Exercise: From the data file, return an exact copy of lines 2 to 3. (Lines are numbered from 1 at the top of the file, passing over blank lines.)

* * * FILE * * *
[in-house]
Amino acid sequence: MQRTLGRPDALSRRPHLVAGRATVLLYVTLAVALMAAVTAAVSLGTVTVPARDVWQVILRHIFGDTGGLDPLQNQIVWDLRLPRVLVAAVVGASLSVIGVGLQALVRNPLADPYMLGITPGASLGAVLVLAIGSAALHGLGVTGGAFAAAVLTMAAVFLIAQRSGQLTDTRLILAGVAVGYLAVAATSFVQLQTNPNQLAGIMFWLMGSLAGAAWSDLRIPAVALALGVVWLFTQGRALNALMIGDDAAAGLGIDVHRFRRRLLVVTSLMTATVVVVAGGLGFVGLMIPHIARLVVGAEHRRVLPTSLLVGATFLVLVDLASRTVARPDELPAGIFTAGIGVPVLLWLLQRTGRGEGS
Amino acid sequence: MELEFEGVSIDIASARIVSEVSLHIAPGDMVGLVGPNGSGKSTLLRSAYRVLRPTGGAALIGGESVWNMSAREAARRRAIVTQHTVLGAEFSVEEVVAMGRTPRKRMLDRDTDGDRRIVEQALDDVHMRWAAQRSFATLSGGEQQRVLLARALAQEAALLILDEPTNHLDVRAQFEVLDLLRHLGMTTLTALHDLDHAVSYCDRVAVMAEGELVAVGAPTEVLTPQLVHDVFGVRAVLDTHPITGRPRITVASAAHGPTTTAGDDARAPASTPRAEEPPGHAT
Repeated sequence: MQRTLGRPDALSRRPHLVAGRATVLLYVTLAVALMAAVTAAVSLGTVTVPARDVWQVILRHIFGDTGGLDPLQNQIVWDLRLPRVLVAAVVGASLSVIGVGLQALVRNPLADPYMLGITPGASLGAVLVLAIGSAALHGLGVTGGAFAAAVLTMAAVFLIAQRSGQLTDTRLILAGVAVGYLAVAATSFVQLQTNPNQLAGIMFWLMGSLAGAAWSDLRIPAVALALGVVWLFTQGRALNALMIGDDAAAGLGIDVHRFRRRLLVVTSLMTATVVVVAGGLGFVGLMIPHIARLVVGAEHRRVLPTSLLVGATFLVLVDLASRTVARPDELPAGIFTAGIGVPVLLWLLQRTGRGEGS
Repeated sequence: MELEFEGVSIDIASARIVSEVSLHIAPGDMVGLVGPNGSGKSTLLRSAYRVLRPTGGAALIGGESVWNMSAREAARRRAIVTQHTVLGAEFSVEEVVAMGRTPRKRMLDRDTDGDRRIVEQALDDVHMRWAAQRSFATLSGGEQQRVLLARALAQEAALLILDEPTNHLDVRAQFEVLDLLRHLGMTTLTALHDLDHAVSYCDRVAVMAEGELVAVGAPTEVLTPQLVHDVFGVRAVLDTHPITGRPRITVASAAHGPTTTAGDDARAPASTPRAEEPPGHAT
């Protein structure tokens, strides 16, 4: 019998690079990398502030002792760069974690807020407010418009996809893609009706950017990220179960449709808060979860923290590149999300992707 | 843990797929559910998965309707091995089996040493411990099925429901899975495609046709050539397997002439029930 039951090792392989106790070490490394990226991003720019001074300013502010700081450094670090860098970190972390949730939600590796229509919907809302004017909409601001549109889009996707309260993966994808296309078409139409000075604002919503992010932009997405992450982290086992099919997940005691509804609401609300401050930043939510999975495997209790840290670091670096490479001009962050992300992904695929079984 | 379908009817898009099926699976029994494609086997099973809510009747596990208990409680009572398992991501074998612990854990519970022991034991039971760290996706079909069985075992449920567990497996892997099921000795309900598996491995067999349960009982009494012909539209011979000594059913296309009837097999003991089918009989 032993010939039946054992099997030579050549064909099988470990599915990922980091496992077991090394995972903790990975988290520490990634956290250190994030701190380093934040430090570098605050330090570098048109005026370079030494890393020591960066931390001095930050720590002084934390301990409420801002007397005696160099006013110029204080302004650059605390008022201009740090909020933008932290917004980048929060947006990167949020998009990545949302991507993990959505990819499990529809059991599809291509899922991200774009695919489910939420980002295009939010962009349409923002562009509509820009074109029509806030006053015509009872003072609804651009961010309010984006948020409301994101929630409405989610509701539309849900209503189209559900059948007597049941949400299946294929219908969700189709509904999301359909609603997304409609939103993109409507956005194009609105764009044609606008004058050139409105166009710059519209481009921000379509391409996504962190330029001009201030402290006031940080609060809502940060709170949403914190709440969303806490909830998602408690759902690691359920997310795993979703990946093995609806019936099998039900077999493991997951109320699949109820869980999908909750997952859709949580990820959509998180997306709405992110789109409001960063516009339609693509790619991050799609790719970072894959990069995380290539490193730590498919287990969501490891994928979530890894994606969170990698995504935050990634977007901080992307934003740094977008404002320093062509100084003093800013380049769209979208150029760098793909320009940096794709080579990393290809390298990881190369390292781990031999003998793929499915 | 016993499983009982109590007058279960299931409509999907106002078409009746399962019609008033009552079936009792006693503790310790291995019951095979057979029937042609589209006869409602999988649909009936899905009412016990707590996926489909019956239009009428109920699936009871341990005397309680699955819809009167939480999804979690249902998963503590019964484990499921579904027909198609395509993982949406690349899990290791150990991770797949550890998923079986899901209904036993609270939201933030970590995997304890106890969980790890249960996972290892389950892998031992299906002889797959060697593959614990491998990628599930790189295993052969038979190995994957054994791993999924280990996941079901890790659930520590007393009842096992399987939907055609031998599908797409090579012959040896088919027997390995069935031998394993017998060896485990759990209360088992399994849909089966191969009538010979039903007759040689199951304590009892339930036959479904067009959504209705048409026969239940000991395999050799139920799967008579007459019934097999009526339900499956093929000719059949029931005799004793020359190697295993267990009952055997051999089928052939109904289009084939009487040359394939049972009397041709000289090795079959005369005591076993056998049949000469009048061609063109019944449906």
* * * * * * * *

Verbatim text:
Amino acid sequence: MQRTLGRPDALSRRPHLVAGRATVLLYVTLAVALMAAVTAAVSLGTVTVPARDVWQVILRHIFGDTGGLDPLQNQIVWDLRLPRVLVAAVVGASLSVIGVGLQALVRNPLADPYMLGITPGASLGAVLVLAIGSAALHGLGVTGGAFAAAVLTMAAVFLIAQRSGQLTDTRLILAGVAVGYLAVAATSFVQLQTNPNQLAGIMFWLMGSLAGAAWSDLRIPAVALALGVVWLFTQGRALNALMIGDDAAAGLGIDVHRFRRRLLVVTSLMTATVVVVAGGLGFVGLMIPHIARLVVGAEHRRVLPTSLLVGATFLVLVDLASRTVARPDELPAGIFTAGIGVPVLLWLLQRTGRGEGS
Amino acid sequence: MELEFEGVSIDIASARIVSEVSLHIAPGDMVGLVGPNGSGKSTLLRSAYRVLRPTGGAALIGGESVWNMSAREAARRRAIVTQHTVLGAEFSVEEVVAMGRTPRKRMLDRDTDGDRRIVEQALDDVHMRWAAQRSFATLSGGEQQRVLLARALAQEAALLILDEPTNHLDVRAQFEVLDLLRHLGMTTLTALHDLDHAVSYCDRVAVMAEGELVAVGAPTEVLTPQLVHDVFGVRAVLDTHPITGRPRITVASAAHGPTTTAGDDARAPASTPRAEEPPGHAT